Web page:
LONDON/NEW YORK (Reuters) - Sterling briefly swooned to a 17-month low on Tuesday, before recovering ground to trade little-changed on the day, in a volatile session dominated by Brexit-related headlines.
The British currency fell sharply after Prime Minister Theresa May’s government was found in contempt of parliament on Tuesday for refusing to release its full legal advice on Brexit, underlining the depth of opposition among lawmakers to her deal on leaving the European Union.
However, sterling rebounded after the government lost a vote in parliament on Tuesday that could reduce the likelihood of Britain leaving the EU without any deal.
The defeat could neuter the threat May has been using to persuade lawmakers to back her deal: that if they don’t, Britain could leave the block without any deal.
The pound touched a low of $1.2659 GBP=D3, down around half a percent on the day and its weakest since June 2017, before recovering to trade about flat on the day.
“What is clear, we think, is that the option that commands the least support is that of Hard Brexit,” Nomura market strategists Jordan Rochester and Andy Chaytor wrote in a note.
“So all else equal, we believe this amendment makes Hard Brexit less likely. Coming on the heels of the ECJ (European Court of Justice) opinion earlier today, the narrative should start moving away from Hard Brexit,” they wrote.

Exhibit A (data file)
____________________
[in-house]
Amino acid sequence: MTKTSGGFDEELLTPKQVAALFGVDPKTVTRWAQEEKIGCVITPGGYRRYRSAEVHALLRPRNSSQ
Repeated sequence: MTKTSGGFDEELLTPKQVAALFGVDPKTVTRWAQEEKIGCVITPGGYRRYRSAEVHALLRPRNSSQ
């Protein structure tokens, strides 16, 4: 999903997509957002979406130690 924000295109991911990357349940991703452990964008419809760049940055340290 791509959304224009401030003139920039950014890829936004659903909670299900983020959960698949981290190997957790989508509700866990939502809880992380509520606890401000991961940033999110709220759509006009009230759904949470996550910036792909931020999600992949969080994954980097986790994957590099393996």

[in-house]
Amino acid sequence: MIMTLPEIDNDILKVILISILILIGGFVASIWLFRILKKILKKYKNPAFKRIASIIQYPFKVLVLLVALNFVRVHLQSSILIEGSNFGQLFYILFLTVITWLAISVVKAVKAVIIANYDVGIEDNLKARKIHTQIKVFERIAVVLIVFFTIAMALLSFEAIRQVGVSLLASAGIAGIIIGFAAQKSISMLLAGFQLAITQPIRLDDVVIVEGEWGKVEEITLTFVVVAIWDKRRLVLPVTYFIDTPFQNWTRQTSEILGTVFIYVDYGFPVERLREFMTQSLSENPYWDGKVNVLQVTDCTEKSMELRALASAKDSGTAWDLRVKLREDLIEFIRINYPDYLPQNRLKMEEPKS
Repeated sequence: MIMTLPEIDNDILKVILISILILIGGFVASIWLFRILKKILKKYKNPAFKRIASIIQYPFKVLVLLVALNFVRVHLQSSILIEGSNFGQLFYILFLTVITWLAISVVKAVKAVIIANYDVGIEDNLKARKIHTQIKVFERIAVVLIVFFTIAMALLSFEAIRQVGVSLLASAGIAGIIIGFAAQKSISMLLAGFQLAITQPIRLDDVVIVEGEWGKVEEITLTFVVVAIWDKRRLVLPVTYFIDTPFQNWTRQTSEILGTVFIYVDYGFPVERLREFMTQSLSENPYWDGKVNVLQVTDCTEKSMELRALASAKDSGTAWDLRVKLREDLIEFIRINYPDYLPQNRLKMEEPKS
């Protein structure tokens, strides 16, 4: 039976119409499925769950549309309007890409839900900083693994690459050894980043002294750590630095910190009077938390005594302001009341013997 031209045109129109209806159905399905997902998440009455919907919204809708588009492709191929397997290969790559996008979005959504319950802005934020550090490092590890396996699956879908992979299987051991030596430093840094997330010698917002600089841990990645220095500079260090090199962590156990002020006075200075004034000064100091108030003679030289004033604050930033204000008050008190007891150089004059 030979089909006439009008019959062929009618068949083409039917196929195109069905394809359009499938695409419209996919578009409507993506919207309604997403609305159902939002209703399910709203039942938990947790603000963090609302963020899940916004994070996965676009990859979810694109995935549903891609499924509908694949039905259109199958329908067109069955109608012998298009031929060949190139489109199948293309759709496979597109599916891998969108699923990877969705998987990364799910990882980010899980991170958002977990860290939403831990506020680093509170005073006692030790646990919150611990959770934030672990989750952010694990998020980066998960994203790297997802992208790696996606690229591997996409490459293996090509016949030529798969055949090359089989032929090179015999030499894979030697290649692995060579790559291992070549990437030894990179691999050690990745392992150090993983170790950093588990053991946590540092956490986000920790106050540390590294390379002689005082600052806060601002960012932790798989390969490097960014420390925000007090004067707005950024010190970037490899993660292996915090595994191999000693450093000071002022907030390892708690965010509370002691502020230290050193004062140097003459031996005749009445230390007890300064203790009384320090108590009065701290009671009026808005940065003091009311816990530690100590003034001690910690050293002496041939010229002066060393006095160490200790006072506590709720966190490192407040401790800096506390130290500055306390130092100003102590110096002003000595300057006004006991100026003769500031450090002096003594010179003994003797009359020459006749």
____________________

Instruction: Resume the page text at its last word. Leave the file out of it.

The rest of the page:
Earlier in the session, sterling had found some strength after a senior European Union legal adviser said Britain could unilaterally withdraw its Brexit notice, easing some concern among investors about Britain crashing out of the bloc in March without a deal.
The growing chance of averting Brexit altogether — potentially via a second referendum — has led some investors to start pricing out the prospect of a damaging “no deal” departure from the EU, analysts said, lifting sterling.
“If the European Court decides to support this opinion ... it will reinforce the hand of those who want the UK parliament to overturn the referendum result and stay in the EU,” said CMC Markets’ chief analyst Michael Hewson.
“That may well be positive for the pound in the short term but could be poisonous for politics in the UK,” he added.
May’s spokesman said on Tuesday the government is not going to revoke its notice to quit the European Union.
May has secured an agreement with EU leaders that will see Britain leave the bloc in March next year with continued close trade ties, but the odds look stacked against her getting it through a deeply divided British parliament.
Opposition Labour finance spokesman John McDonnell said last week a second Brexit referendum “might be an option we seize upon”.
The comments raised expectations the Labour party could back putting Brexit to a second vote though it is unclear what impact such a prospect would have on sterling.
“A lot of dire developments would probably have to take place first before a second referendum happens,” said analysts at MUFG.
Recent positioning data suggests hedge funds have started to unwind large short positions on sterling as hopes grow that Britain may manage to negotiate an orderly Brexit.
But growing domestic opposition to May’s Brexit arrangement has continued to pressure sterling, pulling it down 3 percent from a Nov. 7 high of $1.3176.
Additional reporting by Tommy Wilkes; Editing by Matthew Mpoke Bigg